For one brief, shining moment -- 1 minute and 12 seconds, to be precise -- Team Italy forward Tony Iob allowed himself to dream.

The Italians had come out Wednesday with great energy against defending champion Canada, dishing out hard hits and trading push for push in battling for the puck. Canada had scored first, on a goal by Jarome Iginla at 5:33, but Italy delighted the lively crowd at the Palasport arena by pulling even on a power-play goal by Jason Cirone 43 seconds into the second period.

"We thought we could catch them flat-footed," said Iob, one of nine Canadian-born players who took advantage of their family heritage to play for Italy. "We wanted to get out there and get on them hard.

"For sure, you start to think, 'Hey, we've got a chance here.' And we did, until we started taking too many penalties at the beginning of the second period."

A five-goal barrage by Canada in the middle period brought Team Italy back down to earth and produced a 7-2 victory before a chanting, flag-waving audience of 8,575. Iginla scored twice and Todd Bertuzzi, Vincent Lecavalier and Joe Sakic each had two assists as Canada shook off its jet lag and gradually found its stride on the big international ice.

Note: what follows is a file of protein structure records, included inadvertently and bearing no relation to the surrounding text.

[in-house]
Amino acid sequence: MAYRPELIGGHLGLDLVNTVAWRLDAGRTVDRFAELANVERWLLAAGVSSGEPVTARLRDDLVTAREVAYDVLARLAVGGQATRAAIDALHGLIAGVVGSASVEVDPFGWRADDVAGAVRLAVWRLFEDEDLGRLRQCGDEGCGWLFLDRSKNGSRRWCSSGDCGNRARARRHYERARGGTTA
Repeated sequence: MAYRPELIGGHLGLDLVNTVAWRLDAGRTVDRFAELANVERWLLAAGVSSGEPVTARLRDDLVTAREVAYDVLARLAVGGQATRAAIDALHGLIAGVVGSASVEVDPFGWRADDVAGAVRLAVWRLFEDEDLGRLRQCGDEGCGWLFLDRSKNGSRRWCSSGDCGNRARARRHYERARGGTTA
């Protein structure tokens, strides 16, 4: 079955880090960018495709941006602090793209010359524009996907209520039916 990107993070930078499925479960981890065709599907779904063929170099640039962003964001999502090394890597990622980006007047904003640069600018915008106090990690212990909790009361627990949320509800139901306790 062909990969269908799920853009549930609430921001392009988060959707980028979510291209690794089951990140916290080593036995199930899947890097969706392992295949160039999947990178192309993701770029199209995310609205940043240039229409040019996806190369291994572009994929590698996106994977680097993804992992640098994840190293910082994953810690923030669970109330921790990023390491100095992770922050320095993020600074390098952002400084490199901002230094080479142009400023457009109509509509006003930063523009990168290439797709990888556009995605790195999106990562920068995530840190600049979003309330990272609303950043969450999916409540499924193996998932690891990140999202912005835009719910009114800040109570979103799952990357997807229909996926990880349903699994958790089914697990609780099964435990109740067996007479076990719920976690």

"There's 12 North Americans that play on our team, and we thought they might be a little bit tired and maybe get frustrated," said Cirone, a Toronto native who plays for the Italian club Asiago.

"But they're professional, and they don't frustrate easily. They're probably still a little tired. I don't think they're the skating team they will be later in the tournament."

The Canadians had traveled to Turin as a team, arriving on Tuesday for a practice late in the day. They were sluggish in the first period and outshot Italy by merely 11-8, giving fans of the host team reason to cheer. "I thought I was at a soccer game," Bertuzzi said, smiling.

Canada woke up in the second period to outshoot Italy, 28-6, and 50-20 overall. "We were conscious of our travel," said Pat Quinn, Canada's coach. "The first period we were just as we expected, a little tentative We knew this would be a gold-medal game for the Italians. We did see them come out with some fire and some pressure."

Although the Italian team couldn't sustain that pressure, players were realistic about the loss. "We just wanted to put up a good fight," Cirone said.

Iob, who plays for a team in Klagenfurt, Austria, had another goal: to get Joe Sakic's autograph for his 7-year-old son. The boy's name is Cam. "Like Cam Neely," Iob said, proving you can take a hockey player out of Canada but you can't take Canada out of the hockey player.

Quinn said Roberto Luongo of the Florida Panthers will start in goal for Canada's next game, Thursday against Germany.

Helene Elliott is a sportswriter for the Los Angeles Times, a Tribune Publishing newspaper.